Updated on November 15, 2021
Medically reviewed by
Childhood emotional abuse and neglect can result in permanent changes to the developing human brain. These changes in brain structure appear to be significant enough to potentially cause psychological and emotional problems in adulthood, such as psychological disorders and substance misuse.
Around 14% of Americans report experiencing emotional abuse or neglect during their childhood.1 Emotional abuse can include:
- Insulting, name-calling, or swearing at a child
- Threatening to physically harm the child
- Terrorizing or otherwise making the child feel afraid
Emotional neglect involves failing to meet a child’s emotional needs. This can include failing to:
- Believe in the child
- Create a close-knit family
- Make the child feel special or important
- Provide support
- Want the child to be successful
For more mental health resources, see our National Helpline Database.
Australian victims, here’s Contact info from the concluded Royal Commission into Institutional Responses to Child Sexual Abuse: https://www.childabuseroyalcommission.gov.au/contact
Contact & support
The Royal Commission into Institutional Responses to Child Sexual Abuse has now concluded.
Any enquiries relating to the Royal Commission, including access to records, should be directed to the Attorney-General’s Departmentexternal resource.
To make a complaint about the Royal Commission contact the Department of the Prime Minister and Cabinetexternal resource.
National Redress Scheme
The National Redress Scheme started on 1 July 2018 and will run for 10 years. You can find information about the Scheme at Nationalredress.gov.auexternal resource or you can call the National Redress Scheme on 1800 737 377 Monday to Friday 8am to 5pm local time.
Finding help and support
The work of this Commission, and particularly the stories of survivors, may bring up many strong feelings and questions. Be assured you are not alone, and that there are many services and support groups available to assist in dealing with these. Some options for advice and support are listed below:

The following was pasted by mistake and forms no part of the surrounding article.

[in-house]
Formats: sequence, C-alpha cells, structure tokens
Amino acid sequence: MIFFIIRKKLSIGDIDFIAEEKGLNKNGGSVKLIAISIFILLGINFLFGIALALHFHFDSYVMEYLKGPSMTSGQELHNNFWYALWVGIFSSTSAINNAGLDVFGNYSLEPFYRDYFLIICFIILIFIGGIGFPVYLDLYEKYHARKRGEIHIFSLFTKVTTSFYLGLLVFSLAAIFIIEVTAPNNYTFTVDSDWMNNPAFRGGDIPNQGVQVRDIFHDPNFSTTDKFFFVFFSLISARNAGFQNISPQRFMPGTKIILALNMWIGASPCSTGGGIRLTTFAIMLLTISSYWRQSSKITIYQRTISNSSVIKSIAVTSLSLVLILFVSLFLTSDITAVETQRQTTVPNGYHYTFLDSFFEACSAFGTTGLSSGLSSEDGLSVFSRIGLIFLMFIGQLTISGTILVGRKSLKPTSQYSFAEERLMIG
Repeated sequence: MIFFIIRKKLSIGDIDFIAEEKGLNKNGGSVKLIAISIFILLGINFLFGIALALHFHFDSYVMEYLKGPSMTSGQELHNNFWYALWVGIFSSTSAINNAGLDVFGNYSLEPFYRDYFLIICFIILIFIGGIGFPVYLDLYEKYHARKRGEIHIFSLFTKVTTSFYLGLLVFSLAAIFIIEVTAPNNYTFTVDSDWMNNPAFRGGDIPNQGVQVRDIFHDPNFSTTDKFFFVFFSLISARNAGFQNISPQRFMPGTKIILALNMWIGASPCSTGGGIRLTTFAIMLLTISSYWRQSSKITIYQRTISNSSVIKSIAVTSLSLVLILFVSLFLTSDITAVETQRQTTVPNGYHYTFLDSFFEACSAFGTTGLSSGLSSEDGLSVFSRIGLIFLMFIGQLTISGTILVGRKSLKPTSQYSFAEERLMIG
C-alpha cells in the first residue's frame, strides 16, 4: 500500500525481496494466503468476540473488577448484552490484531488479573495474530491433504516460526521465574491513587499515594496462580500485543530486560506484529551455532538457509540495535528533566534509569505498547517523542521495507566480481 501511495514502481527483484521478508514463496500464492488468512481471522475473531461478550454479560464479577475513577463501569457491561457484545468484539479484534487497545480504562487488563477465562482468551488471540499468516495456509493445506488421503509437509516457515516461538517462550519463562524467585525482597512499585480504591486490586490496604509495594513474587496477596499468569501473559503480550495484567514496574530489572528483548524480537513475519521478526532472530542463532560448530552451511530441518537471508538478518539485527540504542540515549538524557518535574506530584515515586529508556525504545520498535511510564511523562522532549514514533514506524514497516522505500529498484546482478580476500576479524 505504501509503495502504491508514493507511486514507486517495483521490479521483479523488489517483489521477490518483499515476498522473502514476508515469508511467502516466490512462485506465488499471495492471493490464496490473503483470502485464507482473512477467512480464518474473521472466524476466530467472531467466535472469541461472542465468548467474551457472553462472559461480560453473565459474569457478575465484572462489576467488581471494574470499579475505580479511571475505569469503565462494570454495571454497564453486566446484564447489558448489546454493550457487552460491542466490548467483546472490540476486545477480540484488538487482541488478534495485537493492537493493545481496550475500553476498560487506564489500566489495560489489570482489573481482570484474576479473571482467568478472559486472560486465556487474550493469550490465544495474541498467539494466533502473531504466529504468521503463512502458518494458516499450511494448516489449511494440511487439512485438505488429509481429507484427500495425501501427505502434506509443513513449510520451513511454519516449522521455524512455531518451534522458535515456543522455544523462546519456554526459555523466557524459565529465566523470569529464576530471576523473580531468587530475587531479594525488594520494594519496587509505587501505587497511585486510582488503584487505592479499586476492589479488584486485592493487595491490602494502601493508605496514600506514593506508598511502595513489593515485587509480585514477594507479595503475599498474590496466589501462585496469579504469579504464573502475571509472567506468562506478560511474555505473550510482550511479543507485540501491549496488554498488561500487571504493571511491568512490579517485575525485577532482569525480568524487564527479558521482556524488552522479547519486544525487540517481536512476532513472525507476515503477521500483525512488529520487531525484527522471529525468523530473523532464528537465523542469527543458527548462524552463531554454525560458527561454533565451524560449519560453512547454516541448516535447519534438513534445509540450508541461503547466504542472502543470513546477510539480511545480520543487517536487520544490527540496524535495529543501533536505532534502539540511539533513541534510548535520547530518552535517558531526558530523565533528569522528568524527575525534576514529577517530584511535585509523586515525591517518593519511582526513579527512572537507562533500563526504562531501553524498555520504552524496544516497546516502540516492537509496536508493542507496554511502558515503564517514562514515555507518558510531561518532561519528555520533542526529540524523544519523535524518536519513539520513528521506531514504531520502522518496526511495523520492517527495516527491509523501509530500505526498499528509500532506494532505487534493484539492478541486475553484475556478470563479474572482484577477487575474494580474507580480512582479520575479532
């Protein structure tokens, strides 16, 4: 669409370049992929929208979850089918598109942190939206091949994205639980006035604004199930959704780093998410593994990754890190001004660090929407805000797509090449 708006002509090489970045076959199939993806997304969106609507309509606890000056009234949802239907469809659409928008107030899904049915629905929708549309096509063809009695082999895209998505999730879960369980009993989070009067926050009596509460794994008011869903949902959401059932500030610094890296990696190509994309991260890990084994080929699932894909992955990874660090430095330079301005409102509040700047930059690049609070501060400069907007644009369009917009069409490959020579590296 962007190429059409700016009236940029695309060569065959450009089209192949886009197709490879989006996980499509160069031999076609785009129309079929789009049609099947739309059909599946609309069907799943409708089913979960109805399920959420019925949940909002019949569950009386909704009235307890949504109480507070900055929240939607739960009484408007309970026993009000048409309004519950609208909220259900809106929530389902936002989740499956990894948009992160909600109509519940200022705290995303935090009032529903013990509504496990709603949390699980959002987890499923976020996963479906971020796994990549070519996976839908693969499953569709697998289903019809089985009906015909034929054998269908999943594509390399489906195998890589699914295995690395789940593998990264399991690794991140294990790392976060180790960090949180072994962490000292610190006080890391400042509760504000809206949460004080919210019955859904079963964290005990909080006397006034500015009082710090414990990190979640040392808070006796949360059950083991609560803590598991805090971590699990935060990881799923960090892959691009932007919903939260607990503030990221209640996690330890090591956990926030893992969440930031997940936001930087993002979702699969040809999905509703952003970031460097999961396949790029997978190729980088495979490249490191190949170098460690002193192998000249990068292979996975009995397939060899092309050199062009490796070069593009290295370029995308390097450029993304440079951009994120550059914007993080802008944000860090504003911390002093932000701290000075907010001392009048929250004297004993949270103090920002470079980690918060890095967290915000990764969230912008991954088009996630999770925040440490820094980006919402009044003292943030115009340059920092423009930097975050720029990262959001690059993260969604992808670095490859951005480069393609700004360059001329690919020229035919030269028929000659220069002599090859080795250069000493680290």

24/7 telephone and online crisis support, information and immediate referral to specialist counselling for anyone in Australia who has experienced or been impacted by sexual assault, or domestic or family violence.
Lifeline – Call 13 11 14 or visit www.lifeline.org.auexternal resource
24 hour crisis support and suicide prevention
STATES in Australia offer their own range of Counselling & Support (Psychological).
How Abuse Alters Brain Structure
As children grow, their brains undergo periods of rapid development. Negative experiences can disrupt those developmental periods, leading to changes in the brain later on.
Research supports this idea and suggests that the timing and duration of childhood abuse can impact the way it affects those children later in life. Abuse that occurs early in childhood for a prolonged period of time, for example, can lead to particularly negative outcomes.2
Dr. Martin Teicher and his colleagues at McLean Hospital, Harvard Medical School, and Northeastern University studied this relationship between abuse and brain structure by using magnetic resonance imaging (MRI) technology to identify measured changes in brain structure among young adults who had experienced childhood abuse or neglect.3
They found clear differences in nine brain regions between those who had experienced childhood trauma and those who had not. The most obvious changes were in the brain regions that help balance emotions and impulses, as well as self-aware thinking. The study’s results indicate that people who have been through childhood abuse or neglect do have an increased risk of developing mental health issues later on.
Childhood maltreatment has also been shown to increase the risk of anxiety disorders, bipolar disorder, major depression, personality disorders, post-traumatic stress disorder (PTSD), and psychosis.3 The experience may also translate into a higher risk of substance misuse as a result of changes in their brain associated with impulse control and decision-making.
Effects on Brain Structure
Childhood abuse and neglect can have several negative effects on how the brain develops. Some of these are:4
- Decreased size of the corpus callosum, which integrates cortical functioning—motor, sensory, and cognitive performances—between the hemispheres